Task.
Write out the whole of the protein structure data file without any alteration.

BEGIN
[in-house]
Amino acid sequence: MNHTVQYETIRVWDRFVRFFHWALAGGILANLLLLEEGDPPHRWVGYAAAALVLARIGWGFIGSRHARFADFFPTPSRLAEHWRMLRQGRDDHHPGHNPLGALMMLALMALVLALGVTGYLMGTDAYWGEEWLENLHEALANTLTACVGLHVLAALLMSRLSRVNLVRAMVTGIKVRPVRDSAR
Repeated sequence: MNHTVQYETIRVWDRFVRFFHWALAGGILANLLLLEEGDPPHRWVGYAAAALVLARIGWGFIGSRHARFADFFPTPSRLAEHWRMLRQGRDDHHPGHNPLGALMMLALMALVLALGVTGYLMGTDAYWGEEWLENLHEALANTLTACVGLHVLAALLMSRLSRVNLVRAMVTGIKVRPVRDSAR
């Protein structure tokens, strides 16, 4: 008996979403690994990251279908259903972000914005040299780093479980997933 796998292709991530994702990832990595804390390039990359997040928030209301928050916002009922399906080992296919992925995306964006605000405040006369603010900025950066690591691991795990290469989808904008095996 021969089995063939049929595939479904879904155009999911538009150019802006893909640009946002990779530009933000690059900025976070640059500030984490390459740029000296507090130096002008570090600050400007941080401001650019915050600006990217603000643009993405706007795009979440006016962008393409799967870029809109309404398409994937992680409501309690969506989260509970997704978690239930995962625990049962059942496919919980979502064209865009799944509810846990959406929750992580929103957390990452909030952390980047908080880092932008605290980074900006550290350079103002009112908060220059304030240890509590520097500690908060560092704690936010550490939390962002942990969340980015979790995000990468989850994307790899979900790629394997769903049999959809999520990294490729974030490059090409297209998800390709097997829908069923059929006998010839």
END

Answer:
[in-house]
Amino acid sequence: MNHTVQYETIRVWDRFVRFFHWALAGGILANLLLLEEGDPPHRWVGYAAAALVLARIGWGFIGSRHARFADFFPTPSRLAEHWRMLRQGRDDHHPGHNPLGALMMLALMALVLALGVTGYLMGTDAYWGEEWLENLHEALANTLTACVGLHVLAALLMSRLSRVNLVRAMVTGIKVRPVRDSAR
Repeated sequence: MNHTVQYETIRVWDRFVRFFHWALAGGILANLLLLEEGDPPHRWVGYAAAALVLARIGWGFIGSRHARFADFFPTPSRLAEHWRMLRQGRDDHHPGHNPLGALMMLALMALVLALGVTGYLMGTDAYWGEEWLENLHEALANTLTACVGLHVLAALLMSRLSRVNLVRAMVTGIKVRPVRDSAR
């Protein structure tokens, strides 16, 4: 008996979403690994990251279908259903972000914005040299780093479980997933 796998292709991530994702990832990595804390390039990359997040928030209301928050916002009922399906080992296919992925995306964006605000405040006369603010900025950066690591691991795990290469989808904008095996 021969089995063939049929595939479904879904155009999911538009150019802006893909640009946002990779530009933000690059900025976070640059500030984490390459740029000296507090130096002008570090600050400007941080401001650019915050600006990217603000643009993405706007795009979440006016962008393409799967870029809109309404398409994937992680409501309690969506989260509970997704978690239930995962625990049962059942496919919980979502064209865009799944509810846990959406929750992580929103957390990452909030952390980047908080880092932008605290980074900006550290350079103002009112908060220059304030240890509590520097500690908060560092704690936010550490939390962002942990969340980015979790995000990468989850994307790899979900790629394997769903049999959809999520990294490729974030490059090409297209998800390709097997829908069923059929006998010839």